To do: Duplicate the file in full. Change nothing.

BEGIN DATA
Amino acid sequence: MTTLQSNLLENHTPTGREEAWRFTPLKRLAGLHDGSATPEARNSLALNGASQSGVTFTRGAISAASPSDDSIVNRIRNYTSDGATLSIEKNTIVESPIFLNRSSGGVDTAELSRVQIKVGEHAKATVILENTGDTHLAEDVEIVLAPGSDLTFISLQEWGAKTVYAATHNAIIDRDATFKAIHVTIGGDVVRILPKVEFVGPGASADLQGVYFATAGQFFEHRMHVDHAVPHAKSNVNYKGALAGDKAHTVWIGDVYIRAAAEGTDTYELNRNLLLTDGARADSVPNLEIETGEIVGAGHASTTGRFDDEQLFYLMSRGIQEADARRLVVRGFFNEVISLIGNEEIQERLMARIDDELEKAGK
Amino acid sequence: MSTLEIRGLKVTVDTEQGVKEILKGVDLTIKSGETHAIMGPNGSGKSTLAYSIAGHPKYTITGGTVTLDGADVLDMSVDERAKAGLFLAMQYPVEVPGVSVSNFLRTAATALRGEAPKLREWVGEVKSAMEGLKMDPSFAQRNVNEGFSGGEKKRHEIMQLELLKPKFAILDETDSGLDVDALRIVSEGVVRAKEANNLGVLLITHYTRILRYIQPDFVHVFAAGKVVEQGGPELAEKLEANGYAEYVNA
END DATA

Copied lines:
Amino acid sequence: MTTLQSNLLENHTPTGREEAWRFTPLKRLAGLHDGSATPEARNSLALNGASQSGVTFTRGAISAASPSDDSIVNRIRNYTSDGATLSIEKNTIVESPIFLNRSSGGVDTAELSRVQIKVGEHAKATVILENTGDTHLAEDVEIVLAPGSDLTFISLQEWGAKTVYAATHNAIIDRDATFKAIHVTIGGDVVRILPKVEFVGPGASADLQGVYFATAGQFFEHRMHVDHAVPHAKSNVNYKGALAGDKAHTVWIGDVYIRAAAEGTDTYELNRNLLLTDGARADSVPNLEIETGEIVGAGHASTTGRFDDEQLFYLMSRGIQEADARRLVVRGFFNEVISLIGNEEIQERLMARIDDELEKAGK
Amino acid sequence: MSTLEIRGLKVTVDTEQGVKEILKGVDLTIKSGETHAIMGPNGSGKSTLAYSIAGHPKYTITGGTVTLDGADVLDMSVDERAKAGLFLAMQYPVEVPGVSVSNFLRTAATALRGEAPKLREWVGEVKSAMEGLKMDPSFAQRNVNEGFSGGEKKRHEIMQLELLKPKFAILDETDSGLDVDALRIVSEGVVRAKEANNLGVLLITHYTRILRYIQPDFVHVFAAGKVVEQGGPELAEKLEANGYAEYVNA